Normal posting should resume soon after I finally clear through  an especially bad new year crunch, but I do have a piece up at n+1 about Jose Donoso’s daughter Pilar, author of the recent memoir of her family, Drawing the Veil.

Two Daughters

Two daughters bookended my year. One is Pilar Donoso, daughter of the great Chilean writer Jose Donoso (1924–1996). Fellow Chilean Roberto Bolaño called Donoso easily the greatest Chilean novelist of the century. I have long thought Donoso’s The Obscene Bird of Night (1970) to be one of the greatest novels of the 20th century, besting the better-known novels of the Latin American Boom. It is a phantasmagoric, surreal, and narratively unstable book that combines folklore, horror, and political and familial corruption to create an allegory of artistic creation, which is embodied by the central figure of the imbunche, a troll-like monster in Chilote mythology whose body is folded in on itself, with all its orifices sewn shut.

While researching an article on Donoso, I discovered that his daughter Pilar had written a book called Correr el tupido velo (Drawing the Veil), which was published in 2009. A sort of posthumous collaboration with her father, it tells the story of his life by drawing on her own memories as well as her father’s diaries, released only after his death in 1996. A chronicle of her father’s torment, paranoia, self-hatred, and mistreatment of his family, as well as his deeply closeted homosexuality,Drawing the Veil is all the more uncanny for its echoes of the blatantly anti-realisticThe Obscene Bird of Night, in which boys try to take revenge on their fathers by writing their biographies: a central theme of the book is the conceptual and emotional prisons made for us by our parents. Donoso later wrote, “This novel, which took me about eight years to write, is one and the same in my memory with the experience of pain and disease.”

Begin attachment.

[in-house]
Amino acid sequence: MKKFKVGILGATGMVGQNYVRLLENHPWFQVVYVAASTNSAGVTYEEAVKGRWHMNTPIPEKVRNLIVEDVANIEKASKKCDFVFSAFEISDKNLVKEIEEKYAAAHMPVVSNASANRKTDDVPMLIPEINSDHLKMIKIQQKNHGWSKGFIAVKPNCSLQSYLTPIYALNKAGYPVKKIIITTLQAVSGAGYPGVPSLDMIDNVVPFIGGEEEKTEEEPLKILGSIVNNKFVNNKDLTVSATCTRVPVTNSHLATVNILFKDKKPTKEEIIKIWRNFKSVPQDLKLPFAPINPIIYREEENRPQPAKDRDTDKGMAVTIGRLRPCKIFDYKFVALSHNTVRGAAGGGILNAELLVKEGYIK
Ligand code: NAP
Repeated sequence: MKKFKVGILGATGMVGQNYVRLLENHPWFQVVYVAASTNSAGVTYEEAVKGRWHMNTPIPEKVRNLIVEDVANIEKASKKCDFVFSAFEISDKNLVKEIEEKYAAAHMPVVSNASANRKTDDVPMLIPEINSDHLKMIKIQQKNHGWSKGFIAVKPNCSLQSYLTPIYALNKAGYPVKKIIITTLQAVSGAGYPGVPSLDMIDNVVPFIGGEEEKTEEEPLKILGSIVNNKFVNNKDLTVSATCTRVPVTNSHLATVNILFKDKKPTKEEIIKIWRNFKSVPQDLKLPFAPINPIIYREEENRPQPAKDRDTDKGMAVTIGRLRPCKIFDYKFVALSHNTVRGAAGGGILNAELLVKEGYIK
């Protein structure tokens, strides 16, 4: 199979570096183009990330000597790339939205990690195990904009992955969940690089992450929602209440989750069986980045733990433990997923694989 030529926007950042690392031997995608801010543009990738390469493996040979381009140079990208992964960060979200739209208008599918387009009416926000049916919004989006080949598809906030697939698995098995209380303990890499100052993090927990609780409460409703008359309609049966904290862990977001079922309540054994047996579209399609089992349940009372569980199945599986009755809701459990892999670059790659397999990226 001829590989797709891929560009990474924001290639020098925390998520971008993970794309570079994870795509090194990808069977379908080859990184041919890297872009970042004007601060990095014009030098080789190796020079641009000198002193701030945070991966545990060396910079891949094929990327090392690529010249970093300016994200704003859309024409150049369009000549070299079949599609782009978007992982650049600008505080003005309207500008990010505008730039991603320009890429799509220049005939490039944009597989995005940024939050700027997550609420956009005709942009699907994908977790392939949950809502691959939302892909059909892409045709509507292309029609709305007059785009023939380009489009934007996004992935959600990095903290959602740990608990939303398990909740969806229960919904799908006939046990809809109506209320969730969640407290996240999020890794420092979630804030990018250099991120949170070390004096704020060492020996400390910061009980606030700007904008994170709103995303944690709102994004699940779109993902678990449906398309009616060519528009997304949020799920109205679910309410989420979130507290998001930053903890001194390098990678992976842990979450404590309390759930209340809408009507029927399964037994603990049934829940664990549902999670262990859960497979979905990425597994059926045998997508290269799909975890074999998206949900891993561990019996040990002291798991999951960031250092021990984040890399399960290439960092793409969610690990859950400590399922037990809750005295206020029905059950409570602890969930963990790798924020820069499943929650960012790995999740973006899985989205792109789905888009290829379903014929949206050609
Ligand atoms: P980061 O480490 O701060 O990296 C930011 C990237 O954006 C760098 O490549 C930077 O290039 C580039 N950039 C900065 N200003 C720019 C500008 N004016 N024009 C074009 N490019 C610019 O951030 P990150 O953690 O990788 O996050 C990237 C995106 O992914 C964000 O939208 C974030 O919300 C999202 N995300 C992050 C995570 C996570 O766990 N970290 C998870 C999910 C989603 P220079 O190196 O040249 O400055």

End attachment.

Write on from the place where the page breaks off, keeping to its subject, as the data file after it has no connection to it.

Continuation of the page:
The book was not Pilar Donoso’s idea; her father asked her to be his biographer. It took her seven years to write, and after publication, her marriage fell apart and her children went with their father rather than her. Pilar Donoso said the book destroyed her family, but that writing it was a necessary catharsis. She also said that she did not consider herself a victim. In November, after I finished the article, Pilar Donoso was found dead by her own hand. The obituaries mentioned a passage late in her father’s diaries in which he sketched out a story about the daughter of a deceased writer who reads and publishes her father’s diaries and then commits suicide.

The second daughter is my own, born at the beginning of the year. The next decades of my life have now been partly written: I have and will always be this child’s father. As I’ve grown attuned to this new being who changes, inexorably, far faster than anything else around me, I’ve crossed from the Brooklyn world of professionals, artists, and hipsters into the separate but consubstantial world of parents and children. I now feel the constant presence of her and other inchoate creatures who unconsciously absorb every hidden meaning and motive of those around them.

I am writing my daughter’s life, knowing I must make room for her to do so herself when she is able—knowing I must be careful. Pilar Donoso wrote, “One should not know the intimate thoughts of anyone. Least of all those of one’s own parents.” I wonder what thoughts I may need to hide from her so that she will be able to expand out into the world and not fold up into a void. I hope I will be able to do so.